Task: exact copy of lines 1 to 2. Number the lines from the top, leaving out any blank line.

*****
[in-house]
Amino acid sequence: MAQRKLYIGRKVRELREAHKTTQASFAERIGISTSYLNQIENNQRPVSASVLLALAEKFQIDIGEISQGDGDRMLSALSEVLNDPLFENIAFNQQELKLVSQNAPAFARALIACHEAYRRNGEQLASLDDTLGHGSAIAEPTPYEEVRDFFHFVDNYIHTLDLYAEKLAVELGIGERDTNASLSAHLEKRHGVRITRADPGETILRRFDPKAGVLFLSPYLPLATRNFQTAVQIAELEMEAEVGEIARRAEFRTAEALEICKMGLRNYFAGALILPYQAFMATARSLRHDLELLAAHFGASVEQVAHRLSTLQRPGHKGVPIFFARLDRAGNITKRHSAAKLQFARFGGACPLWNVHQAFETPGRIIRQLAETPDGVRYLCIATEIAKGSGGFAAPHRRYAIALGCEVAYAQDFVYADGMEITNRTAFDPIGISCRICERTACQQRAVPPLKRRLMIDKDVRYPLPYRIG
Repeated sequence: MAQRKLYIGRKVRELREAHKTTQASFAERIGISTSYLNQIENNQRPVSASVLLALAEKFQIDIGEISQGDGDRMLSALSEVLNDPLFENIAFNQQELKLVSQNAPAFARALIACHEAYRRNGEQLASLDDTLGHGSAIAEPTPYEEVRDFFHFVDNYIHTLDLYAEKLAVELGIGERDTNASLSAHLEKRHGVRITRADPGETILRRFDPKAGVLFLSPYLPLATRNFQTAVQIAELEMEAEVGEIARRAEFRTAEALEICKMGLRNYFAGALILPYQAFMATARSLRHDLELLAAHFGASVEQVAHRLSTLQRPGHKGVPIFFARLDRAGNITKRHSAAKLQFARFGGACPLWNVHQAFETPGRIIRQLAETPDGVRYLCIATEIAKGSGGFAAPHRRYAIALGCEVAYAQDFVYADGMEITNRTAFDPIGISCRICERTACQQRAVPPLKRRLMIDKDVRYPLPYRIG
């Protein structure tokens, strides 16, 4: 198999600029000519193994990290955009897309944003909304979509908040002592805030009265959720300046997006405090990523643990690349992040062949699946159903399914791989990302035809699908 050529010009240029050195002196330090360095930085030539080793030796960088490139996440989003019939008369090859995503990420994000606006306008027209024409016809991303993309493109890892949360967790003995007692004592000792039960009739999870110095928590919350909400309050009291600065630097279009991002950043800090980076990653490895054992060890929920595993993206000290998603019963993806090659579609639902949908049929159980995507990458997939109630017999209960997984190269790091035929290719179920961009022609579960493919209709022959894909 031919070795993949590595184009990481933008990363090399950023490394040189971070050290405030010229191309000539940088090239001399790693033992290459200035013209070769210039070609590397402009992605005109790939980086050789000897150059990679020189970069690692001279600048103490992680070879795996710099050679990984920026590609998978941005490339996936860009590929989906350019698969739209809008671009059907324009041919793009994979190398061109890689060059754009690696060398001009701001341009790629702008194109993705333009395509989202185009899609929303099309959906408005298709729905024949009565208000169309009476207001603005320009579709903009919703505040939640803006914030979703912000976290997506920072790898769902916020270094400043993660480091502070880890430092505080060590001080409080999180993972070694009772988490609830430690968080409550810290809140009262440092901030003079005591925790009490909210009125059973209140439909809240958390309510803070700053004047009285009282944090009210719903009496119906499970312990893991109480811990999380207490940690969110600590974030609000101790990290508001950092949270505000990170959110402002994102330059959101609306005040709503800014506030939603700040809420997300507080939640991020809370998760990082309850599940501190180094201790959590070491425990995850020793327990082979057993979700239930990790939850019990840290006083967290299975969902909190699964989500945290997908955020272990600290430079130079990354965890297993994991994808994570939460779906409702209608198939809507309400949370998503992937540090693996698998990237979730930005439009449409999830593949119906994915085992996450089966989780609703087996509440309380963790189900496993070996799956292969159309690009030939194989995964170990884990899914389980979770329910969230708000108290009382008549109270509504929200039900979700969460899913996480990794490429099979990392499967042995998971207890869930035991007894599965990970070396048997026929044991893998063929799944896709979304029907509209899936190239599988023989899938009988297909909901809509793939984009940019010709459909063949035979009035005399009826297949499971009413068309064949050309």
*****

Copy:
[in-house]
Amino acid sequence: MAQRKLYIGRKVRELREAHKTTQASFAERIGISTSYLNQIENNQRPVSASVLLALAEKFQIDIGEISQGDGDRMLSALSEVLNDPLFENIAFNQQELKLVSQNAPAFARALIACHEAYRRNGEQLASLDDTLGHGSAIAEPTPYEEVRDFFHFVDNYIHTLDLYAEKLAVELGIGERDTNASLSAHLEKRHGVRITRADPGETILRRFDPKAGVLFLSPYLPLATRNFQTAVQIAELEMEAEVGEIARRAEFRTAEALEICKMGLRNYFAGALILPYQAFMATARSLRHDLELLAAHFGASVEQVAHRLSTLQRPGHKGVPIFFARLDRAGNITKRHSAAKLQFARFGGACPLWNVHQAFETPGRIIRQLAETPDGVRYLCIATEIAKGSGGFAAPHRRYAIALGCEVAYAQDFVYADGMEITNRTAFDPIGISCRICERTACQQRAVPPLKRRLMIDKDVRYPLPYRIG